Video

'Abidjan In Motion' Captures Côte d’Ivoire's Capital In Beautiful Time-Lapse

Beninese photographer Mayeul Akpovi captures "Abidjan In Motion" in an amazing new time-lapse video.


Beninese photographer Mayeul Akpovi uses artfully crafted time-lapse and hyper-lapse videos to showcase the architecture and landscapes of cities around the world. Akpovi created his first videos after moving to France, where he collected shots of Besançon and Paris to share with his family back in his hometown of Cotonou, Benin.

In his newest clip, Abidjan In Motion, the artist uses his unique videography technique –one that required 15 days of shooting, another 15 days of editing and the piecing together of 45,000 still photographs –to showcase the splendor of Francophone West Africa’s largest metropolis. The 3-minute clip gives viewers a speedy yet detailed digital tour of Côte d’Ivoire’s vibrant capital –from its bustling freeways and restaurants to the newly redesigned Hotel Ivoire.

Akpovi aims to challenge tired misconceptions of African cities with his creations. “I decided to make this project using African cities because during my stay in France, I realized that the West does not know Africa," he explained in an email to Okayafrica. "I had the opportunity to show people the Africa that they’ve never seen in the media.”

Explore Abidjan In Motion above and check out some photos from the making of the video below via Mayeul Akpovi's instagram.

#awesome #place. waiting for #sunset. #sofitel #hotelivoire #abidjan #abidjaninmotion by #mayeulakpovi #CotedIvoire #africa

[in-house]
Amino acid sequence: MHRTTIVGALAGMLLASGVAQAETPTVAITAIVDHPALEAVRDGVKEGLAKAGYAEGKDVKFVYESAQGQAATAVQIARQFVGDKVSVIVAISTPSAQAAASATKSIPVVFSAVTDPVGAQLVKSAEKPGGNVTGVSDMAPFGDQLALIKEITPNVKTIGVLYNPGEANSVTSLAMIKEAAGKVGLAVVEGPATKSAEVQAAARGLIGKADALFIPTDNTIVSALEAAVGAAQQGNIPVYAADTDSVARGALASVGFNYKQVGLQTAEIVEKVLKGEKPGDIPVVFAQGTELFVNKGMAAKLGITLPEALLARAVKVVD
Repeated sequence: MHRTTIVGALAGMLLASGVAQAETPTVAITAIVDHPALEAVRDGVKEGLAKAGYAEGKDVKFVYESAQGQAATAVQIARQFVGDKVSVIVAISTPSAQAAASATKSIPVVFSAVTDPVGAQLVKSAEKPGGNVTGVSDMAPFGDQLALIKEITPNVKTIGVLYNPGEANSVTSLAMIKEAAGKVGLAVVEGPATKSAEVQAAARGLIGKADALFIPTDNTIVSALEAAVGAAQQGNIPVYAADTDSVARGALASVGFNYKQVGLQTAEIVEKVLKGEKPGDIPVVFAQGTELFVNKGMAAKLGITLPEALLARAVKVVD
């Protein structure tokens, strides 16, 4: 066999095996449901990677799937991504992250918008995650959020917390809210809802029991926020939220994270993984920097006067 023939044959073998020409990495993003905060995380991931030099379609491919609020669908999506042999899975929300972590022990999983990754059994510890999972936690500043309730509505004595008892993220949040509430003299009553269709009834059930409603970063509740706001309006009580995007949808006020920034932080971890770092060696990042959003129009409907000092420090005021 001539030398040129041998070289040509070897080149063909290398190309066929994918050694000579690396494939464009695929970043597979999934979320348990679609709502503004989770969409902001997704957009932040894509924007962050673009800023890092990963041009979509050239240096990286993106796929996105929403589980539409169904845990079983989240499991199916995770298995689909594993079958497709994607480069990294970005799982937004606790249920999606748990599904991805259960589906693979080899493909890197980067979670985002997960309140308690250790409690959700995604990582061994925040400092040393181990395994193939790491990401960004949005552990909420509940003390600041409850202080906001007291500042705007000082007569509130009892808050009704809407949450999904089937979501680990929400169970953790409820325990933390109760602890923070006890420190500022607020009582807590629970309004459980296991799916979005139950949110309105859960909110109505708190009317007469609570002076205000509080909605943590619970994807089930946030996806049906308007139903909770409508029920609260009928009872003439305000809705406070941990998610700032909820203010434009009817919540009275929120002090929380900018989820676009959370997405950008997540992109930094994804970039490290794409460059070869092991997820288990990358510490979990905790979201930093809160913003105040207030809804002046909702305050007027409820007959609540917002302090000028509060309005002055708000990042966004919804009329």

A photo posted by Mayeul Akpovi (@mayeulak) on

#abidjan #CotedIvoire #hyperlapse 2016. #timelapse #africa #abidjaninmotion by #mayeulakpovi #comingsoon

A photo posted by Mayeul Akpovi (@mayeulak) on

Music

6 Samples From 'Éthiopiques' in Hip-Hop

A brief history of Ethio-jazz cultural exchange featuring songs by Nas & Damian Marley, K'naan, Madlib and more.

This article was originally published on OkayAfrica in March, 2017. We're republishing it here for our Crossroads series.

It's 2000 something. I'm holed up in my bedroom searching for samples to chop up on Fruity Loops. While deep into the free-market jungle of Amazon's suggested music section, I stumble across a compilation of Ethiopian music with faded pictures of nine guys jamming in white suit jackets. I press play on the 30 second sample.

My mind races with the opportunities these breakbeats offered a budding beat maker. Catchy organs, swinging horns, funky guitar riffs, soulful melodies and grainy and pained vocalists swoon over love lost and gained. Sung in my mother tongue—Amharic—this was a far cry from the corny synthesizer music of the 1990s that my parents played on Saturday mornings. I could actually sample this shit.

The next day, I burn a CD and pop it into my dad's car. His eyes light up when the first notes ooze out of the speakers. “Where did you get this?" He asks puzzlingly. “The internet," I respond smiling.

In the 1970s my dad was one of thousands of high school students in Addis Ababa protesting the monarchy. The protests eventually created instability which lead to a coup d'état. The monarchy was overthrown and a Marxist styled military junta composed of low ranking officers called the Derg came to power. The new regime subsequently banned music they deemed to be counter revolutionary. When the Derg came into power, Amha Eshete, a pioneering record producer and founder of Ahma Records, fled to the US and the master recordings of his label's tracks somehow ended up in a warehouse in Greece.

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